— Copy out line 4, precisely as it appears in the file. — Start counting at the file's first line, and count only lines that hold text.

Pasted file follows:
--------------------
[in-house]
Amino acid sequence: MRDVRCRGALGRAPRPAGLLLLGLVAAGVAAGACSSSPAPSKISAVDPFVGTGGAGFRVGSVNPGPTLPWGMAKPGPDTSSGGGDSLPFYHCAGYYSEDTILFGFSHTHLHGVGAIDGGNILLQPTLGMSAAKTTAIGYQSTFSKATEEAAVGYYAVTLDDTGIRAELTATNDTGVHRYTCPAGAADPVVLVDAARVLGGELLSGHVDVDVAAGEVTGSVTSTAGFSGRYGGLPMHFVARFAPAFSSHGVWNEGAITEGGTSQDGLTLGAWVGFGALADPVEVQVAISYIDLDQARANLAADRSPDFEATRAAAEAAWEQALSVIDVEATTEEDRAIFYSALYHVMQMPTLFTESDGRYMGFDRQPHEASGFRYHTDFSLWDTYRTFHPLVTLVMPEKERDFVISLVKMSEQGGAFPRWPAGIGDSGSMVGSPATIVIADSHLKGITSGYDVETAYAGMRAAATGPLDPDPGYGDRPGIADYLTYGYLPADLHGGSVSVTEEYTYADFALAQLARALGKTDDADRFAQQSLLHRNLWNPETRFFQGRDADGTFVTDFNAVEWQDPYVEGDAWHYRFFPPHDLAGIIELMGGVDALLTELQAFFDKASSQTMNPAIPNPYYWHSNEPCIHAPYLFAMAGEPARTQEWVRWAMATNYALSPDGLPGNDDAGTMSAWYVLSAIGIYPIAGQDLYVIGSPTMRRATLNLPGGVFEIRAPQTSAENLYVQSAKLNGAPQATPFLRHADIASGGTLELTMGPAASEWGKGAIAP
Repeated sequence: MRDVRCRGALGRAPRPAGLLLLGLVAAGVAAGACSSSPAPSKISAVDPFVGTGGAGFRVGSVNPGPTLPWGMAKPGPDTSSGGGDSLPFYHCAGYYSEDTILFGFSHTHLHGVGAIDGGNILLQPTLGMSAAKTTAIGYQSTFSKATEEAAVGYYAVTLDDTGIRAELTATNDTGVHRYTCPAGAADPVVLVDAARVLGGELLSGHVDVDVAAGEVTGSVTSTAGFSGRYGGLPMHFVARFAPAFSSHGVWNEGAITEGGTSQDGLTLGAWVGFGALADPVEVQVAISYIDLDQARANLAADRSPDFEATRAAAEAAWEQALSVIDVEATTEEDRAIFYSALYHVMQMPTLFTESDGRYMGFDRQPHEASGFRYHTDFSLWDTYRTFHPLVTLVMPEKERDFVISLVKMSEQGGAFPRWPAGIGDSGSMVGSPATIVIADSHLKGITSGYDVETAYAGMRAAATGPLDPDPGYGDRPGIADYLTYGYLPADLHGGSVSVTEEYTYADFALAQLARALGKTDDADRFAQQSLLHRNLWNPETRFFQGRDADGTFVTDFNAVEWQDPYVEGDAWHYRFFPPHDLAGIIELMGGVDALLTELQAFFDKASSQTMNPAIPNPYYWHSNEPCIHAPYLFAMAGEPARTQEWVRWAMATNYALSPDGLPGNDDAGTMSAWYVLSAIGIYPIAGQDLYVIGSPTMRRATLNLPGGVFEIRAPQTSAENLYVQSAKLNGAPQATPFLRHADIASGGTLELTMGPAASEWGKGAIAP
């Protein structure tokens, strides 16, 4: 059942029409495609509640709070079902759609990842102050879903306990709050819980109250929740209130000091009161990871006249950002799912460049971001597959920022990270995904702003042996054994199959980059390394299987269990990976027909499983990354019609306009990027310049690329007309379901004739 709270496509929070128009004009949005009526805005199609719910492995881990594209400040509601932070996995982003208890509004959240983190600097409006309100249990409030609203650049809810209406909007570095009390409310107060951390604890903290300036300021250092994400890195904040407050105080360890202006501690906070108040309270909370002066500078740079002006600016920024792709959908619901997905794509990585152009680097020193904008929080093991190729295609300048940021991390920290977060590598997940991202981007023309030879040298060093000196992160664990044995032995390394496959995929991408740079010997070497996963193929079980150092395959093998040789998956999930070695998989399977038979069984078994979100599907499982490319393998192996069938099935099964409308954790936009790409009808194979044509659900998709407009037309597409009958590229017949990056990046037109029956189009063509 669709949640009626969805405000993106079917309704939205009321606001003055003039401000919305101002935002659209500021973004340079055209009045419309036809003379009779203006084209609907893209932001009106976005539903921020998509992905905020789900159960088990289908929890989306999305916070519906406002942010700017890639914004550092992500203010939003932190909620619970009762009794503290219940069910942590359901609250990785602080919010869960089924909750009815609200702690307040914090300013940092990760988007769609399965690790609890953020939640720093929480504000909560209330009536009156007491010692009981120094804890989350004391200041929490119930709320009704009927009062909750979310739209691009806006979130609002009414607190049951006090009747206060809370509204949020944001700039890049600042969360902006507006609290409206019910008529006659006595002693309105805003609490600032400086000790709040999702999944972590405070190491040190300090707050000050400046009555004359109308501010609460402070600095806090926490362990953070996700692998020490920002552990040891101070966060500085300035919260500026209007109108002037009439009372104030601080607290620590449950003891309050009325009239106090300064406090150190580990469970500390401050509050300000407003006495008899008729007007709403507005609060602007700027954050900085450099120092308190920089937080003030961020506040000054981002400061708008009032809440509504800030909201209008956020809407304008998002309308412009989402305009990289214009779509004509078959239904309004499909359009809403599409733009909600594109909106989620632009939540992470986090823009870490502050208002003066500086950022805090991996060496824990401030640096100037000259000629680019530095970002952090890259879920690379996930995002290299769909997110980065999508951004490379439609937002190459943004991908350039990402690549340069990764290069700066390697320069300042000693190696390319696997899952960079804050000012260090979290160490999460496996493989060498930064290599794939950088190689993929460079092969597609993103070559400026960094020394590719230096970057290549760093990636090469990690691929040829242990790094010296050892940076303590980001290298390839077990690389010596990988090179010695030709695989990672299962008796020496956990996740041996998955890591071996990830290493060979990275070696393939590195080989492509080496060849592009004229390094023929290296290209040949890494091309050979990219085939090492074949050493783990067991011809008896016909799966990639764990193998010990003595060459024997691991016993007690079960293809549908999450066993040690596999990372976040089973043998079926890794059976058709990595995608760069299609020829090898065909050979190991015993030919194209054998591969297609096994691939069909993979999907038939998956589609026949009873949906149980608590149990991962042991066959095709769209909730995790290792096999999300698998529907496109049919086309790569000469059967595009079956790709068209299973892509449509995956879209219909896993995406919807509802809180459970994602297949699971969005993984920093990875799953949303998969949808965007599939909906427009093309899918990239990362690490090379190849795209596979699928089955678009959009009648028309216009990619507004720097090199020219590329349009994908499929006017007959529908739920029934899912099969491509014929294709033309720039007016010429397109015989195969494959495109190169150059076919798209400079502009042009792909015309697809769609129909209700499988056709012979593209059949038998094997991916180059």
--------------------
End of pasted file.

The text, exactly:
């Protein structure tokens, strides 16, 4: 059942029409495609509640709070079902759609990842102050879903306990709050819980109250929740209130000091009161990871006249950002799912460049971001597959920022990270995904702003042996054994199959980059390394299987269990990976027909499983990354019609306009990027310049690329007309379901004739 709270496509929070128009004009949005009526805005199609719910492995881990594209400040509601932070996995982003208890509004959240983190600097409006309100249990409030609203650049809810209406909007570095009390409310107060951390604890903290300036300021250092994400890195904040407050105080360890202006501690906070108040309270909370002066500078740079002006600016920024792709959908619901997905794509990585152009680097020193904008929080093991190729295609300048940021991390920290977060590598997940991202981007023309030879040298060093000196992160664990044995032995390394496959995929991408740079010997070497996963193929079980150092395959093998040789998956999930070695998989399977038979069984078994979100599907499982490319393998192996069938099935099964409308954790936009790409009808194979044509659900998709407009037309597409009958590229017949990056990046037109029956189009063509 669709949640009626969805405000993106079917309704939205009321606001003055003039401000919305101002935002659209500021973004340079055209009045419309036809003379009779203006084209609907893209932001009106976005539903921020998509992905905020789900159960088990289908929890989306999305916070519906406002942010700017890639914004550092992500203010939003932190909620619970009762009794503290219940069910942590359901609250990785602080919010869960089924909750009815609200702690307040914090300013940092990760988007769609399965690790609890953020939640720093929480504000909560209330009536009156007491010692009981120094804890989350004391200041929490119930709320009704009927009062909750979310739209691009806006979130609002009414607190049951006090009747206060809370509204949020944001700039890049600042969360902006507006609290409206019910008529006659006595002693309105805003609490600032400086000790709040999702999944972590405070190491040190300090707050000050400046009555004359109308501010609460402070600095806090926490362990953070996700692998020490920002552990040891101070966060500085300035919260500026209007109108002037009439009372104030601080607290620590449950003891309050009325009239106090300064406090150190580990469970500390401050509050300000407003006495008899008729007007709403507005609060602007700027954050900085450099120092308190920089937080003030961020506040000054981002400061708008009032809440509504800030909201209008956020809407304008998002309308412009989402305009990289214009779509004509078959239904309004499909359009809403599409733009909600594109909106989620632009939540992470986090823009870490502050208002003066500086950022805090991996060496824990401030640096100037000259000629680019530095970002952090890259879920690379996930995002290299769909997110980065999508951004490379439609937002190459943004991908350039990402690549340069990764290069700066390697320069300042000693190696390319696997899952960079804050000012260090979290160490999460496996493989060498930064290599794939950088190689993929460079092969597609993103070559400026960094020394590719230096970057290549760093990636090469990690691929040829242990790094010296050892940076303590980001290298390839077990690389010596990988090179010695030709695989990672299962008796020496956990996740041996998955890591071996990830290493060979990275070696393939590195080989492509080496060849592009004229390094023929290296290209040949890494091309050979990219085939090492074949050493783990067991011809008896016909799966990639764990193998010990003595060459024997691991016993007690079960293809549908999450066993040690596999990372976040089973043998079926890794059976058709990595995608760069299609020829090898065909050979190991015993030919194209054998591969297609096994691939069909993979999907038939998956589609026949009873949906149980608590149990991962042991066959095709769209909730995790290792096999999300698998529907496109049919086309790569000469059967595009079956790709068209299973892509449509995956879209219909896993995406919807509802809180459970994602297949699971969005993984920093990875799953949303998969949808965007599939909906427009093309899918990239990362690490090379190849795209596979699928089955678009959009009648028309216009990619507004720097090199020219590329349009994908499929006017007959529908739920029934899912099969491509014929294709033309720039007016010429397109015989195969494959495109190169150059076919798209400079502009042009792909015309697809769609129909209700499988056709012979593209059949038998094997991916180059």